Pirates sticking with Mark Melancon at closer despite 8.53 ERA, drop in velocity

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Mark Melancon is throwing slower and throwing worse, but manager Clint Hurdle says the Pirates will stick with him in the closer role.

Melancon has allowed six runs in six innings–compared to his 1.65 ERA in 142 combined innings in 2013/2014–and his average fastball has clocked in at just 89 miles per hour.

Yet here’s what Hurdle told Bill Brink of the Pittsburgh Post Gazette:

For me it’d be an absolute overreaction, one blown save, to make a switch now. … For us it’s pitch execution as much as it is anything. I still believe that the velocity will get back to where we’ve seen it.

Hurdle and Melancon both insist they aren’t worried about the drop in velocity and perhaps they’re right that the missing miles per hour will return soon, but in the meantime the Pirates are trotting out a pitcher who’s clearly not at 100 percent in the highest-leverage spots.

The Royals are paying everyone. Why can’t all of the other teams?

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Over the past several weeks we’ve heard a lot of news about teams furloughing front office and scouting staff, leveling pay cuts for those who remain and, most recently, ceasing stipends to minor league players and releasing them en masse. The message being sent, intentionally or otherwise, is that baseball teams are feeling the pinch.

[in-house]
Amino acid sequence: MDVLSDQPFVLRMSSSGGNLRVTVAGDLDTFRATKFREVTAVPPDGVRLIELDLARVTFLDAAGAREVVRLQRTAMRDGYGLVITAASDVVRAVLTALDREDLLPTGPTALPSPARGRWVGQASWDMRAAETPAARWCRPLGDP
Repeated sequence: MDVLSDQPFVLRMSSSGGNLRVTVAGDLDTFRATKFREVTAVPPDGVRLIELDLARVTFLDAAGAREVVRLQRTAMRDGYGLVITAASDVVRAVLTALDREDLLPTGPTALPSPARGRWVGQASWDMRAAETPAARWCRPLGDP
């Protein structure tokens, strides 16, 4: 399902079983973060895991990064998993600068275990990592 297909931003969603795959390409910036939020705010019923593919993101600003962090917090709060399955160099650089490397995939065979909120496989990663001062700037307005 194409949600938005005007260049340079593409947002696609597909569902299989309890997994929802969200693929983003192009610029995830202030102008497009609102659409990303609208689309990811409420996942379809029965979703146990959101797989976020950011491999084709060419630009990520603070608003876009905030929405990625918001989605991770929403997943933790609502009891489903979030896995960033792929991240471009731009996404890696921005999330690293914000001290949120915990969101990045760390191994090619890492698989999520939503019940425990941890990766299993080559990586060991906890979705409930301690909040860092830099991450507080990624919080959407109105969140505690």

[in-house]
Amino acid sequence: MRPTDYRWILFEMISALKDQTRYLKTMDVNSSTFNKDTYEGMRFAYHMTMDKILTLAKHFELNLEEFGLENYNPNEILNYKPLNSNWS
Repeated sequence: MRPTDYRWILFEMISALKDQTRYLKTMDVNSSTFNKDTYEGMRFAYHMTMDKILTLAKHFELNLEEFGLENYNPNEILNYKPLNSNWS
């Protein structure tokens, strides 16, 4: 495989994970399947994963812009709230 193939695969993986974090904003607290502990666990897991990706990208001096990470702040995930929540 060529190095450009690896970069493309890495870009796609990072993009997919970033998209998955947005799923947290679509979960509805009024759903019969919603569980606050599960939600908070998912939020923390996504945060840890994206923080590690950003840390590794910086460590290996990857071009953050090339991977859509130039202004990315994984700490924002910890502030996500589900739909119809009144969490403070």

The Kansas City Royals, however, are a different story.

Jon Heyman reported this afternoon that the Royals are paying their minor leaguers through August 31, which is when the minor league season would’ve ended, and unlike so many other teams, they are not releasing players either. Jeff Passan, meanwhile, reports that the Royals will not lay any team employees off or furlough anyone. “Nearly 150 employees will not take pay cuts,” he says, though “higher-level employees will take tiered cuts.” Passan adds that the organization intends to restore the lost pay due to those higher-level employees in the future when revenue ramps back up, making them whole.

While baseball finances are murky at best and opaque in most instances, most people agree that the Royals are one of the lower-revenue franchises in the game. They are also near the bottom as far as franchise value goes. Finally, they have the newest ownership group in all of baseball, which means that the group almost certainly has a lot of debt and very little if any equity in the franchise. Any way you slice it, cashflow is likely tighter in Kansas City than almost anywhere else.

Yet the Royals are paying minor leaguers and front office employees while a great number of other teams are not. What’s their excuse?